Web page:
‘I work like a poet, in fact, what I mean is that I express myself through my general sensitivity without overanalysing things.’
‘I know that there are some critics who said: “Tapiès has crossed over to sculpture”, but I don’t really think that’s true. We converted the paintings into an object, a sort of magic object.’
Steeped in majestic mysticism, Formas Curvas (Curved Forms), 1980, is a superb example of Antoni Tàpies’ pioneering Matter Paintings. Comprised of mixed media assembled over a wooden base, the richly textured and tactile surface of the work demonstrates an esoteric immediacy, characteristic of the painter’s profound and visceral approach. ‘I regard mysticism as a state of mind which is necessary to scientific thinking, as well as to art,’ he has explained; ‘it enables one to discover things which cannot be found by other means’ (A. Tàpies, quoted in Conversations with Antoni Tàpies: With an Introduction to the Artist’s Work, Michigan, 2007, p. 73). Formas Curvas is punctuated with a palpable grittiness: its surface has been perforated, scared and marked, embedding the work with primordial, otherworldly allure. Its lyrical ruts and crevices seem to invite discovery, exuding a tangible mystery that begs to be unearthed. Tàpies’ abstract style developed out of a crucial reassessment, in the late 1940s and early 1950s, of those arts formerly denigrated as ‘primitive’ or even ‘savage’ – from cave painting to Japanese prints and African masks. Through his emphasis on primal scrapes and scratchings, sweeping calligraphic markings and its earthy palette, the impact of such art forms on Tàpies’ work is deeply apparent. Indeed, he became fascinated with notions of talisman and amulet, and the great imaginative possibilities of magic that could be endowed upon mere objects. ‘The picture ceased to be a more or less naturalistic “representation”,’ he stated in the year this painting was conceived, ‘and became a magic “object”, a concept which … gave me an insight into how powerful a weapon painting can become in itself’ (A. Tàpies, quoted in Tàpies: Els Anys 80, Barcelona, 1988, p. 242).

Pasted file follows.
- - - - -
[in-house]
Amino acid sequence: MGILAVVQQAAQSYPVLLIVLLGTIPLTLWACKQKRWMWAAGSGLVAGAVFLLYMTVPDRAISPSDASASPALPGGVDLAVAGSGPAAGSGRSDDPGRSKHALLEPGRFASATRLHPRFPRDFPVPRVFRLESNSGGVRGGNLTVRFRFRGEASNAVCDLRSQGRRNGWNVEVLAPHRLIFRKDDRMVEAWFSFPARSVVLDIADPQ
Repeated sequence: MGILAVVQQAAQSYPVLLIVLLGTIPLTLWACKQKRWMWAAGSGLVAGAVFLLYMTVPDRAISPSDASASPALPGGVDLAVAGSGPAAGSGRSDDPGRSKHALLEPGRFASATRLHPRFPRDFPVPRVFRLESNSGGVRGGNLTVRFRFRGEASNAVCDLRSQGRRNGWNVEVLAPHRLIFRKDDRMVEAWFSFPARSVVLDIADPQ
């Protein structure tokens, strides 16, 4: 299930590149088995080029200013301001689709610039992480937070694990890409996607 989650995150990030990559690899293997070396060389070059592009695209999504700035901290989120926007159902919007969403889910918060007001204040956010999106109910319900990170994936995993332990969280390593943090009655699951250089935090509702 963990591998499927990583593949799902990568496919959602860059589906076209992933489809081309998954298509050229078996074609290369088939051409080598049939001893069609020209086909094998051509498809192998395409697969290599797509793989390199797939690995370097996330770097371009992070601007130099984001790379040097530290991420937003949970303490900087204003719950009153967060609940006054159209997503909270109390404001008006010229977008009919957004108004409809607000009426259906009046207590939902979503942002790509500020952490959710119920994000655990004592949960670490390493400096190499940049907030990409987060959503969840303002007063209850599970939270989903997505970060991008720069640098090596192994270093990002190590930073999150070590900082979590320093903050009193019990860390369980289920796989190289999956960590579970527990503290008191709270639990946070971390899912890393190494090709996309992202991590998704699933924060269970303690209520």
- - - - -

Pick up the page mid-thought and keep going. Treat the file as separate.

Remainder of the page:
Existing somewhere between the realms of painting and sculpture, Tàpies’ work invokes a space of contemplative introspection. From his earliest dream paintings to his textural paintings and sculptures of the 1980s and 1990s, his work has always reflected a hidden reality that seeks to both stimulate and seek recognition from the unconscious mind. From the early 1950s onwards, Tàpies’ native Catalonia became increasingly important as the basis of his pictorial landscape: he began incorporating in his work physical matter including earth, glue, marble dust and a variety of other materials to evoke a world that both hinted at yet moved beyond physical reality. Having grown up in Barcelona where as a teenager he had witnessed the stubborn resistance but eventual capitulation of the Republican government to the oppressive force of Franco’s army, the streets of his native city came to represent for him the history of the suffering of his people. ‘In the city which through habit and family tradition, was so much my own,’ Tàpies has recalled, ‘the walls were witnesses to all the torments and the reactionary inhumanity that our people were forced to endure’ (A. Tàpies, quoted in Conversations with Antoni Tàpies: With an Introduction to the Artist’s Work, Michigan, 2007, p. 34). With its swelling, curving, abstract forms, Formas Curvas offers a poetic release from an oppressive past, through an enchanted vision of an inward and reflective solitude.